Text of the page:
most obvious thing is the Serial Number. It will appear on both the
slide and frame. It is XX826 on the left image, 86912 on the right
image. More about Serial Numbers is
next thing you might notice is the US importer, HK in Chantilly, VA.
US importers are required to stamp or engrave their name on any guns they
import. All the "official" HK imports will be by HK in Chantilly.
Some "gray market" imports may show other importers
Date Code is circled in red on the first image, IG. It is IE on the
second image. More on Date Codes below.
M13 or M8 (obviously) mean it is an M13 or an M8. Without an M number,
it is likely a PSP. If the magazine has the release at the bottom,
it is a PSP.
the marks in the second picture are all shiny, bare steel. This is
because they are applied by the proofing house after the gun has been completed
and finished by HK. The serial number was also applied last by HK,
and is also bare steel. If those marks are not shinny as in the first
image, the gun has been refinished (or the owner put a dab of cold bluing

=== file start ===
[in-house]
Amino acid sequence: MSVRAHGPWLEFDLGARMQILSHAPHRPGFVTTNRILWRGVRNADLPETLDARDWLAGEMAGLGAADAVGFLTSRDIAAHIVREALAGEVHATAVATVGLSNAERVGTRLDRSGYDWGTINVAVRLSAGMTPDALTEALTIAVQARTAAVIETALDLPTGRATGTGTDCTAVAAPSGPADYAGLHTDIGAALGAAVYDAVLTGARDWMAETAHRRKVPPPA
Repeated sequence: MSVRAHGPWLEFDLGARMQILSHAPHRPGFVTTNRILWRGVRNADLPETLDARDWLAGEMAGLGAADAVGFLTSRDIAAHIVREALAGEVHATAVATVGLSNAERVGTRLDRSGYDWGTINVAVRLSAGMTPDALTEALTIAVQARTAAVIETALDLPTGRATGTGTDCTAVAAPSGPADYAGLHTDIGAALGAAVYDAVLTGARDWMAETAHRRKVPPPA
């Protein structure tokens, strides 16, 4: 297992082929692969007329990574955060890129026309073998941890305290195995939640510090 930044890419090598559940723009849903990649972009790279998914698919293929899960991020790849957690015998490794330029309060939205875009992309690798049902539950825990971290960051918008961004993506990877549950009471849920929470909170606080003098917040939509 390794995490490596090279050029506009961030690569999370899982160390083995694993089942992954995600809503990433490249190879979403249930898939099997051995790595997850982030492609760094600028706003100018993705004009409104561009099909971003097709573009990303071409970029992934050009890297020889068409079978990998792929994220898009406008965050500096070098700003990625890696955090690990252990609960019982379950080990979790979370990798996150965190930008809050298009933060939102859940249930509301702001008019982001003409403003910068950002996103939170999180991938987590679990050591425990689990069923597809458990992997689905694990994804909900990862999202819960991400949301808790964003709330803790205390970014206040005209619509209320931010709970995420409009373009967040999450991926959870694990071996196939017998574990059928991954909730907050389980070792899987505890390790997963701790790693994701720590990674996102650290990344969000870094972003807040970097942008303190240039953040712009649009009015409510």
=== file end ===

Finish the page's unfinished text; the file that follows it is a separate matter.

gun in Europe must be sent to an independent Proofing House. They
will fire the gun with a "proofing load" -- a round overloaded with powder.
If the gun doesn't explode, they will stamp their marks on the slide and
frame -- on the barrel itself sometimes, especially if the gun has interchangeable
barrels. The "bird" is a "Federal Eagle" and with the "N" under it
that means the gun was proofed with smokeless power, Nitrocellulose.
The "antler" is the sign of the proof house, in this case one in Ulm.
Experts will tell you HK uses this proofing house exclusively but that
isn't true, you may see other proofing house
The Mystery Mark
P7 pistols were imported into the United States that have had a certain
mark removed from the slide prior to export from Germany:
told BWB means the German "Bundesamt für Wehrtechnik und Beschaffung"
which translates to "Federal Bureau of Military Technical Procurement."
It also could be "Bundeswehr Wehrtechnik und Beschaffung" which transaltes
to "Federal Armed Forces Defense Technology and Procurement", as the Germans
refer to their armed forces as the Bundeswehr.
the date coding system, each letter corresponds to a number. The
letter 'J' is skipped for proofed firearms, but is present on magazines.
P13 above was manufactured in "IG" or "86" or 1986. The P7M8
above was manufactured in "IE" or "84" or "1984."
are supposedly the serial number prefixes for each model.